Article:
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This question already has an answer here:

Let $R$ be a commutative ring and $A=\{1,a,a^2,\dots\}$ for some $a\in R$. Prove that $A^{-1}R$ is isomorphic to $R[T]/(aT-1)$.

I guess I'm meant to find a surjective homomorphism between $A^{-1}R$ and $R[T]$ and then use first isomorphism theorem. What homomorphism should I use?

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marked as duplicate by user26857, user147263, graydad, Hippalectryon, Namaste abstract-algebra Feb 13 '15 at 0:04

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    $\begingroup$ There is no morphism from $A^{-1}R$ to $R[T]$ $\endgroup$ – Georges Elencwajg Apr 24 '14 at 19:21
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Define a ring homomorphism:$$\alpha: R[T] \longrightarrow A^{-1}R$$ $$r\longmapsto r/1, \mbox{ for $r \in R$} $$ $$T\longmapsto1/a.$$ Clearly $\alpha$ is surjective. Let's prove that $\ker(\alpha)=(Ta-1)$.

$(\supseteq)$ Clear.

$(\subseteq)$ $h\in \ker(\alpha)\Rightarrow h \in(Ta-1)?$

$h=h(T)$ satisfies $h(1/a)=0 \in A^{-1}R$, that is, $a^nh(1/a)=0 \in R$, for some $n \geq \deg h$. Then $a^nh(T)=G(aT)$, where $G=G(Y)\in R[Y]$ satisfies $G(1)=0$. So $G(Y)=(Y-1)G_1(Y)$ for some polynomial $G_1(Y)$, so that $a^nh(T)=G(aT)=(aT-1)G_1(aT)\Rightarrow a^nh(T)\in (aT-1)$ for some $n$.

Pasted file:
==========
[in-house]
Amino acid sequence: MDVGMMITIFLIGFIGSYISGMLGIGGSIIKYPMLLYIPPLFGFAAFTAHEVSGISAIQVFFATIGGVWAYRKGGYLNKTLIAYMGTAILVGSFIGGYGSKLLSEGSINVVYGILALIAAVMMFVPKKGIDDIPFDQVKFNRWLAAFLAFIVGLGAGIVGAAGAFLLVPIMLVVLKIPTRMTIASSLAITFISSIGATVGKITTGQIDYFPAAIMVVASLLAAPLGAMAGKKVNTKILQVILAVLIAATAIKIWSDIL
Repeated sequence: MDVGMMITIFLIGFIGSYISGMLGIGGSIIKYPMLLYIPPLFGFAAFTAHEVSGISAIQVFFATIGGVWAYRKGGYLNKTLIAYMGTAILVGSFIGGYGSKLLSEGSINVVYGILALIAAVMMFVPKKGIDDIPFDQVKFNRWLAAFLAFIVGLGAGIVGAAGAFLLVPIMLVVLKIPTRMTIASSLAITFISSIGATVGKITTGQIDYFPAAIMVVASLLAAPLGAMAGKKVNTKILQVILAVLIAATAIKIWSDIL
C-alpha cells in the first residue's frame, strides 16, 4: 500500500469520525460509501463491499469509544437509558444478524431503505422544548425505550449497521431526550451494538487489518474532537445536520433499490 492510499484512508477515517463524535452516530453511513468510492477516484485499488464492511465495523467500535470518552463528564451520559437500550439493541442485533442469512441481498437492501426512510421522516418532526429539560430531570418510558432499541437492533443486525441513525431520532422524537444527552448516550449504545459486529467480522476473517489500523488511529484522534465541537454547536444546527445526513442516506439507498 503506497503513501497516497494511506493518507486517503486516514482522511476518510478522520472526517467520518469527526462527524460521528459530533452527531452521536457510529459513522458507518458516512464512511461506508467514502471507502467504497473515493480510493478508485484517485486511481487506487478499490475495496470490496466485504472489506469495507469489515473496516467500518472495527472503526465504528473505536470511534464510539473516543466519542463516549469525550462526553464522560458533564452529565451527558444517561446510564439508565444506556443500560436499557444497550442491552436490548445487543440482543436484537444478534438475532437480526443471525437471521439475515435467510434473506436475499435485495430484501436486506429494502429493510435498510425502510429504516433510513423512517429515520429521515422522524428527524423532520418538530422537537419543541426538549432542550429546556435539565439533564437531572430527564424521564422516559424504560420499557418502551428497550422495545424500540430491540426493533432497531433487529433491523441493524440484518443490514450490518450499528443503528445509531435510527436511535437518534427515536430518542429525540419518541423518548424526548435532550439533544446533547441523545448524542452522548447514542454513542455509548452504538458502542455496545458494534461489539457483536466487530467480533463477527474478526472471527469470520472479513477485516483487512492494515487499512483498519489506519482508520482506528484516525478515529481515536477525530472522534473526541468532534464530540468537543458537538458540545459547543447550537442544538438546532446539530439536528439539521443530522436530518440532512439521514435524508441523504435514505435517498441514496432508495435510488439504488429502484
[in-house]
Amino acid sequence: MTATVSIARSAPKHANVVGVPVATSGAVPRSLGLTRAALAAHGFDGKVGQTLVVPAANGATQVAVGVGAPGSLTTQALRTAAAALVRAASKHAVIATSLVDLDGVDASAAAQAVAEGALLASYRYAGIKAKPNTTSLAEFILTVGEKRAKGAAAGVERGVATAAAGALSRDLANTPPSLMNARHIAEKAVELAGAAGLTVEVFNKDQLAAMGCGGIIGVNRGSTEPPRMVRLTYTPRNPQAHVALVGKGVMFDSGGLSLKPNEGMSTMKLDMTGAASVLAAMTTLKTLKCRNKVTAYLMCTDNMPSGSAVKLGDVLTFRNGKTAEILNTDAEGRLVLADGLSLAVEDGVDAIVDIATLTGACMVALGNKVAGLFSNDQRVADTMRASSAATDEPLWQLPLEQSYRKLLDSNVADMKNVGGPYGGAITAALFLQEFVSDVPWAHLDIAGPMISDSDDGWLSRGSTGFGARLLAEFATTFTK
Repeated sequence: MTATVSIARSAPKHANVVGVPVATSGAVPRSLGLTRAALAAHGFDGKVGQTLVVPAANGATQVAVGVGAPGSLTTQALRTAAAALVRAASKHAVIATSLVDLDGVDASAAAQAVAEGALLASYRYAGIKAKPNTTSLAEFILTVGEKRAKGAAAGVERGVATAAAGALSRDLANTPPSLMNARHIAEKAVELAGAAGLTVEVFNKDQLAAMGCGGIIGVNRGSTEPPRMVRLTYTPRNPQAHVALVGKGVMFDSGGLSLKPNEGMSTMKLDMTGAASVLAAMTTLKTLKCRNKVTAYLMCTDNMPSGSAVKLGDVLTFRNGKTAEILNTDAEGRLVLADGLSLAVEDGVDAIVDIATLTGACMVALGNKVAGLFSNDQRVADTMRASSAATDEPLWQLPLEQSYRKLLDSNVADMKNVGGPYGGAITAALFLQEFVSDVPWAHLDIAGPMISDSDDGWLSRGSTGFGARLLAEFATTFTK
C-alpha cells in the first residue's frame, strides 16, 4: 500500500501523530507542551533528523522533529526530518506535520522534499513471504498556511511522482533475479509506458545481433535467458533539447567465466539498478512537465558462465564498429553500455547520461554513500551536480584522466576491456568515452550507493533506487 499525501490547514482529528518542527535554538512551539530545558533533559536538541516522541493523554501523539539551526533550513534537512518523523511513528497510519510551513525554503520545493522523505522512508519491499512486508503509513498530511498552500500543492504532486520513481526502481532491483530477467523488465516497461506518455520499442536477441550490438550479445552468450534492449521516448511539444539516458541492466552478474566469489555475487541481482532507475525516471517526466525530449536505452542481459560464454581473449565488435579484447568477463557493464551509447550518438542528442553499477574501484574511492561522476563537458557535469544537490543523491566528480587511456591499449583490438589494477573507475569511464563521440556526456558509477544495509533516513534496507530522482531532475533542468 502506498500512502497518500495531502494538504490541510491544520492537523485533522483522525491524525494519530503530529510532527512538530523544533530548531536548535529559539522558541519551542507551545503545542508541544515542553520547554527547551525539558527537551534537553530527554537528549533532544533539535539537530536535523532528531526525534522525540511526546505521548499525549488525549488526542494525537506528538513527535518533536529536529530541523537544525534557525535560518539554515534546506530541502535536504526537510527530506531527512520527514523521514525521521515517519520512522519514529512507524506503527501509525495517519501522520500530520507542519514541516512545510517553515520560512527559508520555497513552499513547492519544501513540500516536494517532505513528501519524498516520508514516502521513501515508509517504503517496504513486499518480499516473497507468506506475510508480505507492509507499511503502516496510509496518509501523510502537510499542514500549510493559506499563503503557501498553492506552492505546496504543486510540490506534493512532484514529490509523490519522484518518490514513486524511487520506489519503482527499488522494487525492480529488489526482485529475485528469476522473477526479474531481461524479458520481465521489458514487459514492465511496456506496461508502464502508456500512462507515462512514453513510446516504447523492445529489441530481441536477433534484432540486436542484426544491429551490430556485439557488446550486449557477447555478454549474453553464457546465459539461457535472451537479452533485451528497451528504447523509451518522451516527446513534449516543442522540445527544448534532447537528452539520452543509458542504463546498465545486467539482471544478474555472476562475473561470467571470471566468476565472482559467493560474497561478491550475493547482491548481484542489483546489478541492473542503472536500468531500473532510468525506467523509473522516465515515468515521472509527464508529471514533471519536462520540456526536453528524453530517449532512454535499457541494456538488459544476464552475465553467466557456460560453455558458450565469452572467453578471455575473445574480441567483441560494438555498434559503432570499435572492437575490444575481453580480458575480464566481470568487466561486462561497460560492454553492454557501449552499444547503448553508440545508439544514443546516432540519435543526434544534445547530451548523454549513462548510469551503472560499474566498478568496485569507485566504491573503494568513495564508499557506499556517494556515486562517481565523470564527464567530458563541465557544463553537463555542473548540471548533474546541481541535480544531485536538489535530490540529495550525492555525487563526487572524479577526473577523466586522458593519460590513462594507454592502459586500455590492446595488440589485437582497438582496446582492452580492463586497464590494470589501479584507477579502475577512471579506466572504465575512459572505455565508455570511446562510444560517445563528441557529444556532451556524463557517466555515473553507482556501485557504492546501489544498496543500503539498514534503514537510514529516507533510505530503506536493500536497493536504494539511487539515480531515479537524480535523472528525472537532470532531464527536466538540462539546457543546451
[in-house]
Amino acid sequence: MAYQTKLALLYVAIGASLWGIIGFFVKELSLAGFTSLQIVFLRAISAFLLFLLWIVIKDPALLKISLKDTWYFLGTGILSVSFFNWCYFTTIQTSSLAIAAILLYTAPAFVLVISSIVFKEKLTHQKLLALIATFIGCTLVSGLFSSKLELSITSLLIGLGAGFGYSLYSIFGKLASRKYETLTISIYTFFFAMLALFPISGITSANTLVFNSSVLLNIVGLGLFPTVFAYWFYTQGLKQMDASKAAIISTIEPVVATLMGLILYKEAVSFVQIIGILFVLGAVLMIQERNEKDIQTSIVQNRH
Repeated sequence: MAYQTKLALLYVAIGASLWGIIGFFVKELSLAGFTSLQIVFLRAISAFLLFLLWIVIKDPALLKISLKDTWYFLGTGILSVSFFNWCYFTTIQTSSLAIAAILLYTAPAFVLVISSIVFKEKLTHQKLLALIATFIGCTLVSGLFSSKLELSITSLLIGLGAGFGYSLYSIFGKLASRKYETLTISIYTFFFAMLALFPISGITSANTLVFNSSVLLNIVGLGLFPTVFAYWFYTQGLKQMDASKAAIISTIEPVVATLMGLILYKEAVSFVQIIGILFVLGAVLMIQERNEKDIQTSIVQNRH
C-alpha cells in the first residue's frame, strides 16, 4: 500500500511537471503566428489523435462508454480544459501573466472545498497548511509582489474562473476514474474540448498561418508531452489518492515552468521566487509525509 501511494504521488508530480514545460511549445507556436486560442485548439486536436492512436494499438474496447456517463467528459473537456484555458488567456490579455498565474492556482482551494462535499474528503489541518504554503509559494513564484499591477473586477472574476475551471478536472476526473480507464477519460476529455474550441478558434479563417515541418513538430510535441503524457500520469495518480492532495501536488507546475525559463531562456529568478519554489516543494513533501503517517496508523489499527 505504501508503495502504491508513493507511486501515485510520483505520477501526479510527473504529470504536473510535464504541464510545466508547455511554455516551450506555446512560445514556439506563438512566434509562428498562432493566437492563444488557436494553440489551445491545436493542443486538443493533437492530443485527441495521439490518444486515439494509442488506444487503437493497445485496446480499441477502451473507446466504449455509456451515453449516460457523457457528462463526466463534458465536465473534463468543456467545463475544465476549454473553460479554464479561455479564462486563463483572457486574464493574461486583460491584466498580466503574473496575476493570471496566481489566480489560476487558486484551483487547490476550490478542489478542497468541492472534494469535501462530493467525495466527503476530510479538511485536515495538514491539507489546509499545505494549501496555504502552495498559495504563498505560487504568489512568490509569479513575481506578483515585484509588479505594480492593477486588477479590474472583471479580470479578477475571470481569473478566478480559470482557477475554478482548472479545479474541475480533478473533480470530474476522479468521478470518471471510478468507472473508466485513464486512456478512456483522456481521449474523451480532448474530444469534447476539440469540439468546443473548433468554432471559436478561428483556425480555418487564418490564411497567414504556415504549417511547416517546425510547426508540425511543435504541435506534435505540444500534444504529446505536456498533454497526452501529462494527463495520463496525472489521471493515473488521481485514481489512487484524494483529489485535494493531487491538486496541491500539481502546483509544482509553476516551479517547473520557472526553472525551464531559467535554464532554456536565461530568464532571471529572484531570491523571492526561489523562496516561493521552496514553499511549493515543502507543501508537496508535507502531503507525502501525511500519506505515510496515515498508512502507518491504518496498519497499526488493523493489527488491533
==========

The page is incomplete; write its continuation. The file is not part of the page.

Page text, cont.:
Notice $a$ and $aT-1$ are coprime, so that $$a^nh(T)\in (aT-1)\Rightarrow h(T)\in (aT-1).$$ Indeed, $1=aT-(aT-1)$, so that by taking $n^{th}$-powers and using the binomial theorem $$1=a^nT^n+r(aT-1) \mbox{ for some $r \in R[T]$}.$$ Therefore $h(T)=T^na^nh(T)+r(aT-1)h(T)\in (aT-1)$.

I hope this help you.

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  • $\begingroup$ +1 very nice and elementary solution. Thank you for writing. $\endgroup$ – Mojojojo Sep 29 '18 at 20:59
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The homomorphism $A^{-1}R \to R[T]/(aT - 1)$ sends $\frac{r}{a^i} \mapsto rT^i$. The way to define it is to first define a homomorphism $R \to R[T]/(aT - 1)$ and then use the universal property of localizations.

I think the easiest way to prove it's an isomorphism is to just define a map in the other direction and prove that the composition either way is the identity.

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This question becomes even easier if you know the universal properties (which some people would call the "right definitions") of localization, of polynomial rings, and of quotients.

$A^{-1}R$ is the universal example of a commutative ring with a homomorphism from $R$ that sends all elements of $A$ to invertible elements. That's equivalent to just sending $a$ to an invertible element.

$R[T]/(aT-1)$ is the universal example of a commutative ring with a homomorphism from $R$ and an element $T$ that serves as an inverse for the image of $a$.

Since the two universal properties are equivalent, the rings (and homomorphisms) they define are isomorphic.

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What about $\Phi: R[T]\to A^{-1}R$ with $T\mapsto 1/a$?

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